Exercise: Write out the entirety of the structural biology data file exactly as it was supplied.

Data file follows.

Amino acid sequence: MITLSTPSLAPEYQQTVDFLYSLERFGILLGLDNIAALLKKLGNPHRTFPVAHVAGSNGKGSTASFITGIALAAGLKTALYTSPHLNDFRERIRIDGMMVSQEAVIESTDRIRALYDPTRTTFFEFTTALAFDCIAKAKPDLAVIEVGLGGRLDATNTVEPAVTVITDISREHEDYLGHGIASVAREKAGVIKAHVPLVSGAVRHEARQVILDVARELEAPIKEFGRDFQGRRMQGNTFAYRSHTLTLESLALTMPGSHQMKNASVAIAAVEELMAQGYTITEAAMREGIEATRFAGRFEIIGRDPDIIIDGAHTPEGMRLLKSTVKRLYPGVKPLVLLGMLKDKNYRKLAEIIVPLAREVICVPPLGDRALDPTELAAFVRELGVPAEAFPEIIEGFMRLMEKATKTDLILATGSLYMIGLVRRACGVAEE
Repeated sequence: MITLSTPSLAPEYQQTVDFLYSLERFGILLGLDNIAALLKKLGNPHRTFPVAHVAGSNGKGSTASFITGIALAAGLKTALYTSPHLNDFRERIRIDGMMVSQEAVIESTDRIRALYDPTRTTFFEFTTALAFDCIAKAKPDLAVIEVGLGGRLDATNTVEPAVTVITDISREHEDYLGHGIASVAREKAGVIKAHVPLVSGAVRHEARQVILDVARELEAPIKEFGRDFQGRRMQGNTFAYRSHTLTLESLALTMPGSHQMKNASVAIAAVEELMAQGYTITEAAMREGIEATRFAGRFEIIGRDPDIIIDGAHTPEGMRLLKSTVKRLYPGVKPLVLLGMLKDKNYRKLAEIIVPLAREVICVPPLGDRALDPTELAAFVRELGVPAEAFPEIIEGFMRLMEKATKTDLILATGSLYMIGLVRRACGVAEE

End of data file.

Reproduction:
Amino acid sequence: MITLSTPSLAPEYQQTVDFLYSLERFGILLGLDNIAALLKKLGNPHRTFPVAHVAGSNGKGSTASFITGIALAAGLKTALYTSPHLNDFRERIRIDGMMVSQEAVIESTDRIRALYDPTRTTFFEFTTALAFDCIAKAKPDLAVIEVGLGGRLDATNTVEPAVTVITDISREHEDYLGHGIASVAREKAGVIKAHVPLVSGAVRHEARQVILDVARELEAPIKEFGRDFQGRRMQGNTFAYRSHTLTLESLALTMPGSHQMKNASVAIAAVEELMAQGYTITEAAMREGIEATRFAGRFEIIGRDPDIIIDGAHTPEGMRLLKSTVKRLYPGVKPLVLLGMLKDKNYRKLAEIIVPLAREVICVPPLGDRALDPTELAAFVRELGVPAEAFPEIIEGFMRLMEKATKTDLILATGSLYMIGLVRRACGVAEE
Repeated sequence: MITLSTPSLAPEYQQTVDFLYSLERFGILLGLDNIAALLKKLGNPHRTFPVAHVAGSNGKGSTASFITGIALAAGLKTALYTSPHLNDFRERIRIDGMMVSQEAVIESTDRIRALYDPTRTTFFEFTTALAFDCIAKAKPDLAVIEVGLGGRLDATNTVEPAVTVITDISREHEDYLGHGIASVAREKAGVIKAHVPLVSGAVRHEARQVILDVARELEAPIKEFGRDFQGRRMQGNTFAYRSHTLTLESLALTMPGSHQMKNASVAIAAVEELMAQGYTITEAAMREGIEATRFAGRFEIIGRDPDIIIDGAHTPEGMRLLKSTVKRLYPGVKPLVLLGMLKDKNYRKLAEIIVPLAREVICVPPLGDRALDPTELAAFVRELGVPAEAFPEIIEGFMRLMEKATKTDLILATGSLYMIGLVRRACGVAEE